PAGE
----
A federal judge in Oregon has temporarily blocked Attorney General John Ashcroft’s ability to prosecute Oregon physicians who use controlled substances to help a patient in pain end his or her life. Mr. Ashcroft’s announcement in early November that he would aggressively prosecute physicians would have the effect of overturning the assisted suicide law Oregon passed in 1997.
Mr. Ashcroft said he has no problems with physicians who use controlled substances to ease pain, but because of the US Supreme Court decision mandating that states cannot suspend federal policing of the Controlled Substances Act (controlled substances can only be used for medical purposes) in the US vs Oakland Cannabis Buyers’ Cooperative case earlier this year, physicians who assist in suicide would be prosecuted. Meanwhile, the Hemlock Society has initiated a campaign to convince members of Congress to pressure President Bush to reverse the attorney general’s policy announcement.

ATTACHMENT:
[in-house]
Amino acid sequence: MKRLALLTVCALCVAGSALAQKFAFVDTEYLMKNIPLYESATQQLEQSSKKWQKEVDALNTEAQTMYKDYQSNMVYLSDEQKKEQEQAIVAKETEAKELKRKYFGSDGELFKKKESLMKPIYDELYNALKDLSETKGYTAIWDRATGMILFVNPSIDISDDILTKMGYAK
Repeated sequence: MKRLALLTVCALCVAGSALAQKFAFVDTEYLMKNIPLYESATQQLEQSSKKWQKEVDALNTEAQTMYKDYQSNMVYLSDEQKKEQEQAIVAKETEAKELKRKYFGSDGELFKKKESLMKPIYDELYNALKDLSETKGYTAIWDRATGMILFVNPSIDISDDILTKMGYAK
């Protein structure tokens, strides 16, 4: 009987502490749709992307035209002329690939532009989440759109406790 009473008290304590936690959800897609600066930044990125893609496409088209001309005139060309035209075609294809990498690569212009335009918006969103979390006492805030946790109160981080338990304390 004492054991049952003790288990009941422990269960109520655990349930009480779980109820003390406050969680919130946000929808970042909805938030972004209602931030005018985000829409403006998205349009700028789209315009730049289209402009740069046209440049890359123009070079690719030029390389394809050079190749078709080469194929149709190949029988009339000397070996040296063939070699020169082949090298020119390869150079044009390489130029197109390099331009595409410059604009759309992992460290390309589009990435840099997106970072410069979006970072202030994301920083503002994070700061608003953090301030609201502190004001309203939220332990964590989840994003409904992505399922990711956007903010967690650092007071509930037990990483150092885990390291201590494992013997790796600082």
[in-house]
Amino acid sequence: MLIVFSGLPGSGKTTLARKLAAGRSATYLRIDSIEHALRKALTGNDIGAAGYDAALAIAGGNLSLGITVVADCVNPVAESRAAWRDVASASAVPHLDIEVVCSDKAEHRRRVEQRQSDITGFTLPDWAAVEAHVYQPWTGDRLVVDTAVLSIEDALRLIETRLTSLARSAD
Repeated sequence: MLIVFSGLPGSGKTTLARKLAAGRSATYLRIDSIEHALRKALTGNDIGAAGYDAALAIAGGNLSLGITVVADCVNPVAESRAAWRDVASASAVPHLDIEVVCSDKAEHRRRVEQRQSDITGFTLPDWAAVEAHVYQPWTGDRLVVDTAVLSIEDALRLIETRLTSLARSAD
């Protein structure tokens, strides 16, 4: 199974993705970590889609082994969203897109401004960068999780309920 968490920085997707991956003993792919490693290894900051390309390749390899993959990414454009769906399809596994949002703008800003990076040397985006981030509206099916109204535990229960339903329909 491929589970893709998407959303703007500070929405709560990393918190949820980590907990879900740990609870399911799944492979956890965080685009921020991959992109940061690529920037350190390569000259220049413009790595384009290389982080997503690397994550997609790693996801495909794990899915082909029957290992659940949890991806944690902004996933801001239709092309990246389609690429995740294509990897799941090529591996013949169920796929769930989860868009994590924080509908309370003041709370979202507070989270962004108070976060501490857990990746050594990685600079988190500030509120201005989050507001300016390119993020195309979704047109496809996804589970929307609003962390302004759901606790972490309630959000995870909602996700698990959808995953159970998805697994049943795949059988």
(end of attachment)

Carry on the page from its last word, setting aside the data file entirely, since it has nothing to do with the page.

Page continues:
The Oregon law allows doctors to help patients die if they are both mentally competent and adult residents of the state with less than 6 months to live. Since it took effect in October 1997, at least 70 people have ended their lives. Some physicians worry about the prospect of having law enforcement personnel scrutinize how they practice medicine, but many in Oregon oppose the law, including doctors who feel that they should not be writing lethal prescriptions. "It’s an inherent conflict of interest for doctors to be on the one hand the advocates for health and well-being for patients, and on the other hand being literally the deliverer of a hastened death," said William Toffler, MD, national director of Physicians for Compassionate Care (PCC), an Oregon-based group opposed to assisted suicide.